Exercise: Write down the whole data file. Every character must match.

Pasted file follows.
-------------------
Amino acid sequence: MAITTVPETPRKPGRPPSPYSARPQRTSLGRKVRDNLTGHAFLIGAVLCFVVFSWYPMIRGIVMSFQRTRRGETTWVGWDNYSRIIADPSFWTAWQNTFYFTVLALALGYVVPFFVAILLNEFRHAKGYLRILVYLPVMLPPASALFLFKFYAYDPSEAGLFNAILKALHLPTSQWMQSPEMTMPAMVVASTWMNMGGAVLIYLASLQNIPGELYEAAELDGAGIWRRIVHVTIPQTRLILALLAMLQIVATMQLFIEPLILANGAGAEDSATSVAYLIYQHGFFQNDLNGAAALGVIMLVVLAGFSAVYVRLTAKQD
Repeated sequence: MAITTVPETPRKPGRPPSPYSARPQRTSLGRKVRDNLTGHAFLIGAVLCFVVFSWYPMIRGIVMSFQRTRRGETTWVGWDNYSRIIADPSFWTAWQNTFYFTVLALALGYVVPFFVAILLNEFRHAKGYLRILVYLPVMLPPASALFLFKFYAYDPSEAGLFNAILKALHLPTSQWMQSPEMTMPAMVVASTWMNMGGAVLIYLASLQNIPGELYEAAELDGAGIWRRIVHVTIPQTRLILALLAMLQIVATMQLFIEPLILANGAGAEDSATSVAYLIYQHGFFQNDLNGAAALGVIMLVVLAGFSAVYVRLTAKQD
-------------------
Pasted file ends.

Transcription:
Amino acid sequence: MAITTVPETPRKPGRPPSPYSARPQRTSLGRKVRDNLTGHAFLIGAVLCFVVFSWYPMIRGIVMSFQRTRRGETTWVGWDNYSRIIADPSFWTAWQNTFYFTVLALALGYVVPFFVAILLNEFRHAKGYLRILVYLPVMLPPASALFLFKFYAYDPSEAGLFNAILKALHLPTSQWMQSPEMTMPAMVVASTWMNMGGAVLIYLASLQNIPGELYEAAELDGAGIWRRIVHVTIPQTRLILALLAMLQIVATMQLFIEPLILANGAGAEDSATSVAYLIYQHGFFQNDLNGAAALGVIMLVVLAGFSAVYVRLTAKQD
Repeated sequence: MAITTVPETPRKPGRPPSPYSARPQRTSLGRKVRDNLTGHAFLIGAVLCFVVFSWYPMIRGIVMSFQRTRRGETTWVGWDNYSRIIADPSFWTAWQNTFYFTVLALALGYVVPFFVAILLNEFRHAKGYLRILVYLPVMLPPASALFLFKFYAYDPSEAGLFNAILKALHLPTSQWMQSPEMTMPAMVVASTWMNMGGAVLIYLASLQNIPGELYEAAELDGAGIWRRIVHVTIPQTRLILALLAMLQIVATMQLFIEPLILANGAGAEDSATSVAYLIYQHGFFQNDLNGAAALGVIMLVVLAGFSAVYVRLTAKQD